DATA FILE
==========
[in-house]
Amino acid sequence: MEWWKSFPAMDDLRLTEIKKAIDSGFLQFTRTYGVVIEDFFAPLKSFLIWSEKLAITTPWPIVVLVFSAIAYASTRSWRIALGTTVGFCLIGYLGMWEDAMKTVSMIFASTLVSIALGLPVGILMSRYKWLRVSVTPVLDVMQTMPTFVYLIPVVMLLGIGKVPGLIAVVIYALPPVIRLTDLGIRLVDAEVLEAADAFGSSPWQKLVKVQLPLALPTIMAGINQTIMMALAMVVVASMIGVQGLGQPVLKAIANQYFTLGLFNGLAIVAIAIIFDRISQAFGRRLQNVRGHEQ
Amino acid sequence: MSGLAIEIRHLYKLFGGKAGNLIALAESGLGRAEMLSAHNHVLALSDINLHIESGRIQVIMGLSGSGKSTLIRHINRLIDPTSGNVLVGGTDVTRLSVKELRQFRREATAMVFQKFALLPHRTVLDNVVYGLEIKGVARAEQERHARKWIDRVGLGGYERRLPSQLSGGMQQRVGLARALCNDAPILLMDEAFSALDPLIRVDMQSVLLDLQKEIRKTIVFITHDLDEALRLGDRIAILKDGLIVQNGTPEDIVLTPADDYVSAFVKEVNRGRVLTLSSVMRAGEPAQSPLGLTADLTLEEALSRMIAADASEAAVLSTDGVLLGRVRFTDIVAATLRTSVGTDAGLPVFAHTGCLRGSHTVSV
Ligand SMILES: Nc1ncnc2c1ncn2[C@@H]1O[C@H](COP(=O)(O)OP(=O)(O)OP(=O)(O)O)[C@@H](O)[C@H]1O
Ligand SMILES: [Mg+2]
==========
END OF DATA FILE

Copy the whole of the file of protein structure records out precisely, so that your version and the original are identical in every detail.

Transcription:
[in-house]
Amino acid sequence: MEWWKSFPAMDDLRLTEIKKAIDSGFLQFTRTYGVVIEDFFAPLKSFLIWSEKLAITTPWPIVVLVFSAIAYASTRSWRIALGTTVGFCLIGYLGMWEDAMKTVSMIFASTLVSIALGLPVGILMSRYKWLRVSVTPVLDVMQTMPTFVYLIPVVMLLGIGKVPGLIAVVIYALPPVIRLTDLGIRLVDAEVLEAADAFGSSPWQKLVKVQLPLALPTIMAGINQTIMMALAMVVVASMIGVQGLGQPVLKAIANQYFTLGLFNGLAIVAIAIIFDRISQAFGRRLQNVRGHEQ
Amino acid sequence: MSGLAIEIRHLYKLFGGKAGNLIALAESGLGRAEMLSAHNHVLALSDINLHIESGRIQVIMGLSGSGKSTLIRHINRLIDPTSGNVLVGGTDVTRLSVKELRQFRREATAMVFQKFALLPHRTVLDNVVYGLEIKGVARAEQERHARKWIDRVGLGGYERRLPSQLSGGMQQRVGLARALCNDAPILLMDEAFSALDPLIRVDMQSVLLDLQKEIRKTIVFITHDLDEALRLGDRIAILKDGLIVQNGTPEDIVLTPADDYVSAFVKEVNRGRVLTLSSVMRAGEPAQSPLGLTADLTLEEALSRMIAADASEAAVLSTDGVLLGRVRFTDIVAATLRTSVGTDAGLPVFAHTGCLRGSHTVSV
Ligand SMILES: Nc1ncnc2c1ncn2[C@@H]1O[C@H](COP(=O)(O)OP(=O)(O)OP(=O)(O)O)[C@@H](O)[C@H]1O
Ligand SMILES: [Mg+2]